Near Midland in Fauquier County, Virginia — The American South (Mid-Atlantic)
John Marshall’s Birthplace
About one half mile southeast, just across the railroad, a stone marks the site of the birthplace, September 24, 1755. He died at Philadelphia, July 6, 1835. Revolutionary office, Congressman, Secretary of State, he is immortal as Chief Justice of the United States Supreme Court. During his long term of office his wise interpretation of the U. S. Constitution gave it enduring life.
By Roger Dean Meyer, March 3, 2007
1. John Marshall's Birthplace Marker
Erected 1950 by Virginia Convservation Commission. (Marker Number CL-3.)
Location. 38° 36.378′ N, 77° 43.033′ W. Marker is near Midland, Virginia, in Fauquier County. Marker is on Catlett Road (Virginia Route 28) 0.1 miles south of Smith Midland Lane, on the right when traveling south. Touch for map. Marker is in this post office area: Midland VA 22728, United States of America.
Other nearby markers. At least 8 other markers are within 6 miles of this marker, measured as the crow flies. John Marshall’s Birthplace Park (approx. 0.4 miles away); a different marker also named John Marshall’s Birthplace (approx. 0.4 miles away); German Town
(approx. 1˝ miles away); Elk Run Village (approx. 4.4 miles away); Elk Run Anglican Church Site (approx. 4.4 miles away); Stuart and Mosby (approx. 4.7 miles away); Catlett’s Station (approx. 5.3 miles away); Mosby’s Raid at Catlett’s Station (approx. 5.4 miles away). Touch for a list and map of all markers in Midland.
By Roger Dean Meyer, March 3, 2007
2. Wider view of John Marshall's Birthplace marker
Also see . . . From Revolution to Reconstruction, Biographies, John Marshall. (Submitted on July 19, 2007, by Roger Dean Meyer of Yankton, South Dakota.)
Categories. • Notable Persons •
By Kevin White, August 30, 2007
3. The Stone Marker
About one half mile southeast, just across the railroad, a stone pyramid marks the site of the birthplace...
By Allen C. Browne, January 18, 2014
4. John Marshall
This 1809–10 portrait of John Marshall by Cephus Thompson hangs in the National Portrait Gallery in Washington DC.
“John Marshall, the fourth chief justice of the United States, established the concept of judicial review — in which the Supreme Court could pronounce a law of Congress as unconstitutional — and strengthened the idea of an independent federal judiciary. In cases brought to the Court between 1810 and 1824 — years in which the Marshall Court enjoyed great stability and harmony — Marshall used the Court's judicial review to nullify state laws violating constitutional restraints of state power. The effect of Marshall's long tenure as chief justice (1801-35) was to strengthen the Court, the Constitution, and the federal government. The Court became a preeminent interpreter of the Constitution, and the federal government's enumerated powers were given a broad interpretation and made superior to those of the states.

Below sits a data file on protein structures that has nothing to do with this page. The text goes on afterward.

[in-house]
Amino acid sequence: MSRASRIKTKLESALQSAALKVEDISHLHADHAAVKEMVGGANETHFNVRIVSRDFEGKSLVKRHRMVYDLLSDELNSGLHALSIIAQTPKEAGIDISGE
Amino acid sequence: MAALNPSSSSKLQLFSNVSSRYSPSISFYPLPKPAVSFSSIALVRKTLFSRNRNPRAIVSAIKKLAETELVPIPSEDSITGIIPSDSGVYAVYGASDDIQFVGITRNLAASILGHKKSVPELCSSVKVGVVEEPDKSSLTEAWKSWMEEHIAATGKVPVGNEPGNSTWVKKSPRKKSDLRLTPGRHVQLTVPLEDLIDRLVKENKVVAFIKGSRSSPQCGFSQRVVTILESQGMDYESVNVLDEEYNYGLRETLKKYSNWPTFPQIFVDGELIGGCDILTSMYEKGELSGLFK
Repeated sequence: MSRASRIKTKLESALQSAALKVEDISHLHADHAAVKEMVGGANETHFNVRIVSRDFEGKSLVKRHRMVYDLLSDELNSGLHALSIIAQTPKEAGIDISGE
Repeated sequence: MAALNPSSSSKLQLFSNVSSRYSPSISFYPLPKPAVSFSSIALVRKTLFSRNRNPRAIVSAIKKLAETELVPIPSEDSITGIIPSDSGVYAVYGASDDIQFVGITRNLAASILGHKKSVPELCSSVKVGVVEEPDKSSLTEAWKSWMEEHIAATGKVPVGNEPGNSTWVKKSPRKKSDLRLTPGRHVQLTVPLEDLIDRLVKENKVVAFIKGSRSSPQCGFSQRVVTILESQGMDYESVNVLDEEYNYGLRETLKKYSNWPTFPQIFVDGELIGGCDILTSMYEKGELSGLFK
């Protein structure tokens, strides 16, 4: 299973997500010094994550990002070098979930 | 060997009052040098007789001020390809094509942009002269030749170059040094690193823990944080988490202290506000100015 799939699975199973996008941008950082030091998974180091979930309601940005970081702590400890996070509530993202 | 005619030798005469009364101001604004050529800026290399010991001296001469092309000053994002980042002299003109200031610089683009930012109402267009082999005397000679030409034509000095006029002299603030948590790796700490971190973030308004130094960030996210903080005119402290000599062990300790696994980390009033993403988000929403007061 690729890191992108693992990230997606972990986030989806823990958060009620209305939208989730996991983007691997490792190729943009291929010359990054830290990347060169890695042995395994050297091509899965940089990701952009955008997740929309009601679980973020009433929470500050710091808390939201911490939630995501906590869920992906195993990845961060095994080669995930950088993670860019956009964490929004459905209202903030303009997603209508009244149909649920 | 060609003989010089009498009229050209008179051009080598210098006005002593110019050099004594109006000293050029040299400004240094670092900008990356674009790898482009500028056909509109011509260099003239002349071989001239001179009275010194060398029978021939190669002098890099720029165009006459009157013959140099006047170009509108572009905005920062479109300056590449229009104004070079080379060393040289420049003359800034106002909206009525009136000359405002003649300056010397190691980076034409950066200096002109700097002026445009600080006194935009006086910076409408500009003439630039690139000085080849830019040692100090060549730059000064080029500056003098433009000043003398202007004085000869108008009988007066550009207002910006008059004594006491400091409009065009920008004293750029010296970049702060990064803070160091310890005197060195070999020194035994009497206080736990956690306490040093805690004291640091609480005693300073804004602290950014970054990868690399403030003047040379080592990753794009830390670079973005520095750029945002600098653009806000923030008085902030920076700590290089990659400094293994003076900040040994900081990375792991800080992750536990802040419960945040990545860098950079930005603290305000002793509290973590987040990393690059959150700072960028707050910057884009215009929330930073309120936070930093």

Cephas Thompson painted a portrait of Marshall from life in Richmond, as well as six replicas for admirers, two years after Marshall presided at the trial of Aaron Burr for treason.” — National Portrait Gallery
Credits. This page was last revised on June 16, 2016. This page originally submitted on July 19, 2007, by Roger Dean Meyer of Yankton, South Dakota. This page has been viewed 1,340 times since then and 38 times this year. Photos: 1, 2. submitted on July 19, 2007, by Roger Dean Meyer of Yankton, South Dakota. 3. submitted on August 30, 2007, by Kevin W. of Stafford, Virginia. 4. submitted on July 16, 2015, by Allen C. Browne of Silver Spring, Maryland. • J. J. Prats was the editor who published this page.